You and i,looking up at the starlit sky

 

Zǒudàole àiqíng de biānjiāng
走到了爱情的边疆
Walking at the edge of love

 

Yǒu zhǒng bù quèdìng yùgǎn
有种不确定预感
Having a uncertain feeling

 

Wǒmen yīzhí wàngle yào dā yīzuò qiáo
我们一直忘了要搭一座桥
We have forgotten to built a bridge

 

Dào duìfāng de xīndǐ qiáoyīqiáo
到对方的心底瞧一瞧
To take a look what’s in your heart.

 

Tǐhuì bǐcǐ shímǒ cái zuì xūyào
体会彼此什麽才最需要
To find out what we really need for each other

 

Bié zài jìmò de yōngbào
别再寂寞地拥抱
No more cuddling alone

 

Wǒmen yīzhí wàngle yào dā yīzuò qiáo
我们一直忘了要搭一座桥
We have forgotten to built a bridge

 

Dào duìfāng de xīndǐ qiáoyīqiáo
到对方的心底瞧一瞧
To take a look what’s in your heart.

 

Tǐhuì bǐcǐ shímǒ cái zuì xūyào
体会彼此什麽才最需要
To find out what we really need for each other

 

Bié zài jìmò de yōngbào
别再寂寞地拥抱
No more cuddling alone

Steamed Pork with Fermented Bean Curd

1/2 lb(200g) pork, lean and fat,cut in a Square with skin attached
3/4 tsp salt
1 tsp scallion sections
1/2 tsp (3g) red fermented rice
1 /2 tsp fresh ginger, chopped
1 oz (25g) red fermented bean curd
2 tsp rice wine
1 oz (25g) rock sugar, crushed

Place the pork in boiling water to cover. Drain and wash in hot water. Cut into 1-inch (4cm) squares.

Soak the red fermented rice(红曲米hóngqūmǐ) in a little warm water, crush it, and mix with the fermented bean curd(腐乳fǔrǔ), rock sugar and 1/2 tsp salt into a paste. Coat the pork slices with the paste.

Stack the pork(猪肉zhūròu) slices, skin side down, in a large bowl and pour the rest of the paste over them. Add the scallion, ginger, and rice wine. Cover the bowl tightly with a dish. Place the bowl in a steamer and steam over boiling water for 3 hours over a high fire, adding water when necessary, until the meat becomes very tender. Remove the bowl from the steamer. Discard the scallions and ginger. Cover the bowl with a serving dish and invert both so the pork slides into the dish with the skin side up.

The reason for translating English names into Chinese name

surname+姓氏

 

How to translate ?
1.Translation of full name into Chinese name: Most Chinese names have 3 or 2 characters,the first character is the surname and the remaining characters is the first name.Generally, the surname comes before the first name. There are about 100 common Chinese surnames in china that is called “baijiaxing”. If you provide your full name, the closest matching Chinese surname will be choosed. Your name will be translated phonetically into Chinese characters which sound similar.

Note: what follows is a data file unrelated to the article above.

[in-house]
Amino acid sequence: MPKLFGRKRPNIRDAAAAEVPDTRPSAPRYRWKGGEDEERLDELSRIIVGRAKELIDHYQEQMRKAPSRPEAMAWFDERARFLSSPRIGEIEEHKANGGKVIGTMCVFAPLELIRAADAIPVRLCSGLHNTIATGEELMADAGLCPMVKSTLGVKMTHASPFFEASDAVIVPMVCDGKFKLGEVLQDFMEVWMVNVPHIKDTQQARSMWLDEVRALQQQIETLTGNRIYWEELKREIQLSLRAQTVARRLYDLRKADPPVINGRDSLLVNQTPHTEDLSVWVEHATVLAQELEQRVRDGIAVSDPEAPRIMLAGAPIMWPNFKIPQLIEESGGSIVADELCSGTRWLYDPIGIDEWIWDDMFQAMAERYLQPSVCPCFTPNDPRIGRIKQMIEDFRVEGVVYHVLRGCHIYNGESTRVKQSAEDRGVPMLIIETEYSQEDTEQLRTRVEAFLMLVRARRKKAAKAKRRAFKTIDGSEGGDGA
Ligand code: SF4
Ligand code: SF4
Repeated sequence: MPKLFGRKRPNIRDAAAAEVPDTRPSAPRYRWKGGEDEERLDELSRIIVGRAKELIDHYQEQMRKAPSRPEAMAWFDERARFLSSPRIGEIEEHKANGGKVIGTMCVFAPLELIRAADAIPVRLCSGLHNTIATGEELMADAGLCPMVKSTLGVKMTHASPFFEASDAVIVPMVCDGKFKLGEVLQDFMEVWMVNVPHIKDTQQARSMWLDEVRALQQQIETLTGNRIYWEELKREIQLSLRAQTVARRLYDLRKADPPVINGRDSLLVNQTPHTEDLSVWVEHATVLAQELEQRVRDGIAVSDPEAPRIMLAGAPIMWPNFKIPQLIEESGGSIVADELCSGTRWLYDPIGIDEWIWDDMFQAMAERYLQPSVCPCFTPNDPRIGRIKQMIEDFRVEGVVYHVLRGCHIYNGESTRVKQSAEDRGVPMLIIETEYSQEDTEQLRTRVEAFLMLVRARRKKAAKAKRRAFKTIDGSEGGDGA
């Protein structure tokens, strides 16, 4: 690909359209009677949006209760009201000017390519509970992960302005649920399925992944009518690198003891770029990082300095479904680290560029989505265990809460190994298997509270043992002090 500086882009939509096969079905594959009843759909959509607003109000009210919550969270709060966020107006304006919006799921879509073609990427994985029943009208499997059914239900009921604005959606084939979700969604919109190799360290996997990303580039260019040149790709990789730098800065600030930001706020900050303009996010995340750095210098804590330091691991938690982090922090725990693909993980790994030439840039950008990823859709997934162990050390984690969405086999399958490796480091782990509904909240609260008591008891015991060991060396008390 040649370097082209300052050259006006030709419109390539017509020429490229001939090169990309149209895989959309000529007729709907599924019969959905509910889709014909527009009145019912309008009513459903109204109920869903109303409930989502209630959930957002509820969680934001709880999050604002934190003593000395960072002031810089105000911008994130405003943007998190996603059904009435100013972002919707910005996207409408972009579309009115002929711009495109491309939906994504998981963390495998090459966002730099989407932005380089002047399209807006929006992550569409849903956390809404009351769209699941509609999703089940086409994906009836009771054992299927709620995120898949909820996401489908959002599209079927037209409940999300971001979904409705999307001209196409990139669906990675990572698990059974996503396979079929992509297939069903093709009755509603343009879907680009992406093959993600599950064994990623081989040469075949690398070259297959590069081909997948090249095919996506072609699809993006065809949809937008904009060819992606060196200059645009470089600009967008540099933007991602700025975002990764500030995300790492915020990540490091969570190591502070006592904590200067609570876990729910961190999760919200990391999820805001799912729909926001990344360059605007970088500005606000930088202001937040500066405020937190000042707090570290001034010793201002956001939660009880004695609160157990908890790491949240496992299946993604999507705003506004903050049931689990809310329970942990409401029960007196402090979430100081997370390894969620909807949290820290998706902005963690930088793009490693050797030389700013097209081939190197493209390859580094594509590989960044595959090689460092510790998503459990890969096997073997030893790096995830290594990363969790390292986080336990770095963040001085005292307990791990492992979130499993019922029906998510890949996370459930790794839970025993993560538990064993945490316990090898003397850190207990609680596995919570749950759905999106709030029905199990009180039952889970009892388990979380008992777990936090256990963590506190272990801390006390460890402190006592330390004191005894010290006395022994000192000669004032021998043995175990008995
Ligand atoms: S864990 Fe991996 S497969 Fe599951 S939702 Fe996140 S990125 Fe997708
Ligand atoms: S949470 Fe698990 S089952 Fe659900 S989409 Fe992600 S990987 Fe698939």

100 common Chinese surnames+百家姓

 

2. Phonetic translation of English names: If you provide an English first name, you will translate the name based on the pronunciation in English, and then matching it with similar pronunciation of Chinese characters. Since different Chinese characters have the same pronunciation, you can specify the meaning that you prefer for your translated name and the most appropriate characters will be used whenever possible.

 

Why more and more people like to transliterate their names into Chinese?
In general, English and Chinese are such remarkably different languages, it is difficult for English words to be written and pronounced in Chinese. To begin, the phonetic systems of Chinese and English are so different that many sounds and sound combinations are not mutually shared. It is really the fact that the writing systems of English and Chinese are different. English has an alphabetic script, which allows for many combinations of individual phonemes and letters. Namely, Chinese employs a logographic script that uses characters to represent both a particular meaning and one whole syllable. As a result, most English names cannot be pronounced or written based on the rules of the Chinese language. This means that rather than pronouncing English names as they are pronounced in English, they are transliterated in order to create rough equivalents that can be written and pronounced in Chinese.

 

Translate English name to Chinese name on literarily or philosophically: If someone want to adopt a Chinese name, they can choose Chinese characters that resemble their personality, philosophy, wish or fortune. The result does not necessarily resemble the English pronunciation. The first character is the family name, then the given names is the latter. The second and third characters give hint to one’s personality. Sometimes even a close pronunciation in a syllable of an English name can be translate into a Chinese character.

 

Key word:
汉 字(hàn zì):Chinese characters
百家姓(bǎi jiā xìng):100 common Chinese surnames

Temple Fairs Remain a Firm Favorite

A performer practices crying out his wares as a street vendor at Badachu Park on Feb 9. (Source: China Daily/ Li Jundong)

Despite more and more young people turning their back on tradition, temple fairs remain a favorite event during Spring Festival.

Zhu Changdui, who works for the Postal Savings Bank of China and comes from Ankang, Shannxi province, said he remembers reading about Spring Festival in Beijing when he was young. He recalls reading of children with red cotton-padded jackets running out the hutong to join the temple fairs and see dragons dancing, martial arts performances and people selling traditional snacks.